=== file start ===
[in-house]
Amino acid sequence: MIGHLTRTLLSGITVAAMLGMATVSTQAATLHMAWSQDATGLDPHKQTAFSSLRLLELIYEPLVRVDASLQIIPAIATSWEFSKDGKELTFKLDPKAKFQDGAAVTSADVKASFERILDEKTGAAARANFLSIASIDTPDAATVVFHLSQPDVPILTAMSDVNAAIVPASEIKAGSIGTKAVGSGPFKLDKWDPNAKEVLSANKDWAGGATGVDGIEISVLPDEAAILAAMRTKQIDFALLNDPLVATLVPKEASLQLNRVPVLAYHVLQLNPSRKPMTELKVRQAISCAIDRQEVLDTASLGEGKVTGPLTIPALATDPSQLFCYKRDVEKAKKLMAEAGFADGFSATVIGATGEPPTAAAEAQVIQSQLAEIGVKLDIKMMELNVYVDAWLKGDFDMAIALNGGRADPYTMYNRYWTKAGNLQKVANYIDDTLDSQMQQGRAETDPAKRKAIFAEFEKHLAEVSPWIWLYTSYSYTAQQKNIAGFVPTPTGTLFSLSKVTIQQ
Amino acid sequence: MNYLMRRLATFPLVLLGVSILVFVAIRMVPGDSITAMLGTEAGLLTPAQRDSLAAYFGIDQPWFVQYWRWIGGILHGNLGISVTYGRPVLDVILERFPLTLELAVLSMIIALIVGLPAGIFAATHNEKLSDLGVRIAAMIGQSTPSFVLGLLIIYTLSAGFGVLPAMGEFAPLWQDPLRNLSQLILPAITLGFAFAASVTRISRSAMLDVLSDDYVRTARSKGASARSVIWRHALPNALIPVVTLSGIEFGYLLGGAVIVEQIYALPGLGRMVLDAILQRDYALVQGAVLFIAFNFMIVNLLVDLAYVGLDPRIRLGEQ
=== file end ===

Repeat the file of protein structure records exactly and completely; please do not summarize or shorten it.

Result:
[in-house]
Amino acid sequence: MIGHLTRTLLSGITVAAMLGMATVSTQAATLHMAWSQDATGLDPHKQTAFSSLRLLELIYEPLVRVDASLQIIPAIATSWEFSKDGKELTFKLDPKAKFQDGAAVTSADVKASFERILDEKTGAAARANFLSIASIDTPDAATVVFHLSQPDVPILTAMSDVNAAIVPASEIKAGSIGTKAVGSGPFKLDKWDPNAKEVLSANKDWAGGATGVDGIEISVLPDEAAILAAMRTKQIDFALLNDPLVATLVPKEASLQLNRVPVLAYHVLQLNPSRKPMTELKVRQAISCAIDRQEVLDTASLGEGKVTGPLTIPALATDPSQLFCYKRDVEKAKKLMAEAGFADGFSATVIGATGEPPTAAAEAQVIQSQLAEIGVKLDIKMMELNVYVDAWLKGDFDMAIALNGGRADPYTMYNRYWTKAGNLQKVANYIDDTLDSQMQQGRAETDPAKRKAIFAEFEKHLAEVSPWIWLYTSYSYTAQQKNIAGFVPTPTGTLFSLSKVTIQQ
Amino acid sequence: MNYLMRRLATFPLVLLGVSILVFVAIRMVPGDSITAMLGTEAGLLTPAQRDSLAAYFGIDQPWFVQYWRWIGGILHGNLGISVTYGRPVLDVILERFPLTLELAVLSMIIALIVGLPAGIFAATHNEKLSDLGVRIAAMIGQSTPSFVLGLLIIYTLSAGFGVLPAMGEFAPLWQDPLRNLSQLILPAITLGFAFAASVTRISRSAMLDVLSDDYVRTARSKGASARSVIWRHALPNALIPVVTLSGIEFGYLLGGAVIVEQIYALPGLGRMVLDAILQRDYALVQGAVLFIAFNFMIVNLLVDLAYVGLDPRIRLGEQ